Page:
After multiple appeals, Ken Brown finally saw the term “cannabis dispensary” back on the Sonoma City Council. According to the agenda, the city took up the issue “to help decide which types of cannabis-related businesses, if any, should be allowed in Sonoma and, if allowed, where they would go and how they would operate.”
A former mayor of Sonoma and a longtime cannabis advocate, Brown has been relentless in his support for a marijuana dispensary in his hometown. The council heard from experts and stakeholders Monday, Sept. 11, about the rapidly expanding field of legal cannabis distribution in the wake of California’s passage of Proposition 64 last year. State regulations affecting cannabis (both recreational and medicinal) were reviewed, along with the city’s potential policy options.
City staff will now make recommendations for a draft ordinance that will be brought to the planning commission and possibly the city council in future months.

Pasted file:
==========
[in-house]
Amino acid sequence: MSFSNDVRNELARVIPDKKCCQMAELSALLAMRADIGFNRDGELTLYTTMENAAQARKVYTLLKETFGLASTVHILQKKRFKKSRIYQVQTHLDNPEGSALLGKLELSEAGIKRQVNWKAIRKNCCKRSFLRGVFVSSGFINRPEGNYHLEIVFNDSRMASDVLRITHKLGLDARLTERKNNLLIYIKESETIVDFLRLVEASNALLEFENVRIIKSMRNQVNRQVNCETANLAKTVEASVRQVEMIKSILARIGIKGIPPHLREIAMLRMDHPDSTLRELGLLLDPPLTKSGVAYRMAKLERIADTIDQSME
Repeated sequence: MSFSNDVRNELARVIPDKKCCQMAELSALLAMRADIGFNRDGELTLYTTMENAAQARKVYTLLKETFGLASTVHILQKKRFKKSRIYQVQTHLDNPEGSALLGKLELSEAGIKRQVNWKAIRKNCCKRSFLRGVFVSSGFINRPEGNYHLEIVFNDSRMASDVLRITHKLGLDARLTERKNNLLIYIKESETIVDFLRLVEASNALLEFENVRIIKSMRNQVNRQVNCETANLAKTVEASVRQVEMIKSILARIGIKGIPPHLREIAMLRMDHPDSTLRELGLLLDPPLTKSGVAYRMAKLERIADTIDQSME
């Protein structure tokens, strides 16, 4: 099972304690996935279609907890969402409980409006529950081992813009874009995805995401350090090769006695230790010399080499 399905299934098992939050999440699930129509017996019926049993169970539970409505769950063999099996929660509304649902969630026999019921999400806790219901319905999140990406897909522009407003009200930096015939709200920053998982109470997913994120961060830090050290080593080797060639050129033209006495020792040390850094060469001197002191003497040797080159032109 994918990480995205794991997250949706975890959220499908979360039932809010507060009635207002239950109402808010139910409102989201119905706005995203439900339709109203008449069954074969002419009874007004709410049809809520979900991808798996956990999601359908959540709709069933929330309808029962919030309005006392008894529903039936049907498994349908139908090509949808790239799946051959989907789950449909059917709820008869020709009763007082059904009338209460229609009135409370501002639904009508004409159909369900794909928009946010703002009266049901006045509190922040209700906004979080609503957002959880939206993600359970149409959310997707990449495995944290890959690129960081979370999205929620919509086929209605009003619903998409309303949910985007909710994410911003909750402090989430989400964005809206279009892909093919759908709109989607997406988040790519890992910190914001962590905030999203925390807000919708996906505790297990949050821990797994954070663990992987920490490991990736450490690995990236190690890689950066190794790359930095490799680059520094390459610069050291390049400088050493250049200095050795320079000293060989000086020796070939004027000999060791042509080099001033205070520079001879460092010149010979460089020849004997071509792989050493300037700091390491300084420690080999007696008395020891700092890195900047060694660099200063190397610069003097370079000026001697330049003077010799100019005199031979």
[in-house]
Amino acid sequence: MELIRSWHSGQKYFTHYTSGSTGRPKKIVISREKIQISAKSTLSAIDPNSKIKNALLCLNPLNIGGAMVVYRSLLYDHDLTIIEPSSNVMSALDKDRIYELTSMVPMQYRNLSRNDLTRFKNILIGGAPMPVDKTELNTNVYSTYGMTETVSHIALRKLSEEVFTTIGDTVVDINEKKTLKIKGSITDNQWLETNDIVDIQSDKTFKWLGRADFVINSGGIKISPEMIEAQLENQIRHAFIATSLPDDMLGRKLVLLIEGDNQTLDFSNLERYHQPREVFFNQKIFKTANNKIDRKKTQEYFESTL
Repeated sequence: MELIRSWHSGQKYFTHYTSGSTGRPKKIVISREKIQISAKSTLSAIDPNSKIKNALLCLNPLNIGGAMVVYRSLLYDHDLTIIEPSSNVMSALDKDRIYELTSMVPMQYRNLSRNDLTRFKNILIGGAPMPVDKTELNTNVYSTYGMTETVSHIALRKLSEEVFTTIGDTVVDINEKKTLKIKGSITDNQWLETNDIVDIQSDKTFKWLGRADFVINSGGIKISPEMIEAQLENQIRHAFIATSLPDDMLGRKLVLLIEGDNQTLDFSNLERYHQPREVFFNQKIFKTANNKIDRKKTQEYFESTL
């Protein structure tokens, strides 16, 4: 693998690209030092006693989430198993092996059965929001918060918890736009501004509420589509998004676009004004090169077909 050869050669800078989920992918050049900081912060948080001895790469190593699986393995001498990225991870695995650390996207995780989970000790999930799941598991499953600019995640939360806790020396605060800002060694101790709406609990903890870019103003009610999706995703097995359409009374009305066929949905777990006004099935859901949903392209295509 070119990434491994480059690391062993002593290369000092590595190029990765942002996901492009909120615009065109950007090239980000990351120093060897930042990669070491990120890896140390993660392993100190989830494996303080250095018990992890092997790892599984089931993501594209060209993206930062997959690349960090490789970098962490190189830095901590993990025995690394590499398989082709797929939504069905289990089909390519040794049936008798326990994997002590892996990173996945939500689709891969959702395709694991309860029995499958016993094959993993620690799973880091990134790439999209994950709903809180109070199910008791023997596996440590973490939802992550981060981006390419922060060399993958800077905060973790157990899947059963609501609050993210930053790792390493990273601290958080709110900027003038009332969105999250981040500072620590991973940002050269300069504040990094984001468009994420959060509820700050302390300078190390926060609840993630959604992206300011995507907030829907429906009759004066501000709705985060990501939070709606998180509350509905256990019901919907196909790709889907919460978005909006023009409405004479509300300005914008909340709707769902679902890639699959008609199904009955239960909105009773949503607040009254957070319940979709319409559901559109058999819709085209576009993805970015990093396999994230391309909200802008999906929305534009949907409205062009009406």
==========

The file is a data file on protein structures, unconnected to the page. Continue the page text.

Brown is optimistic. “The nature of the council has changed,” he says. “The Proposition 64 vote [the Adult Use of Marijuana Act] reawakened the possibility we could get a medical cannabis facility with delivery passed in Sonoma.”
Past votes on marijuana regulation reflect the council’s hesitancy on the issue. In 2009, when Brown was mayor, a 2–2 vote on dispensaries kept the prohibition in place. In 2015, the council unanimously voted to uphold its restrictions on marijuana, which left no possibility for a dispensary.
Last November, after Proposition 64 passed, the council imposed two 45-day moratoriums on outdoor growing in order to review and revise relevant regulations.
“There were good points on both sides,” says Councilmember Madolyn Agrimonti. “It is tough. I think accessibility is one reason for a local dispensary . . . but what came out of it was to continue the moratoria. I’m glad we still have the moratoria, because we still have so many unanswered questions. I’m 50–50 on the dispensary.”
Brown believes that the conservative slant of the council does not reflect the populace. He notes that 62 percent of city voters voted in favor of Proposition 64—more than any other city in Sonoma County.
“The people of Sonoma are clearly ready for this.”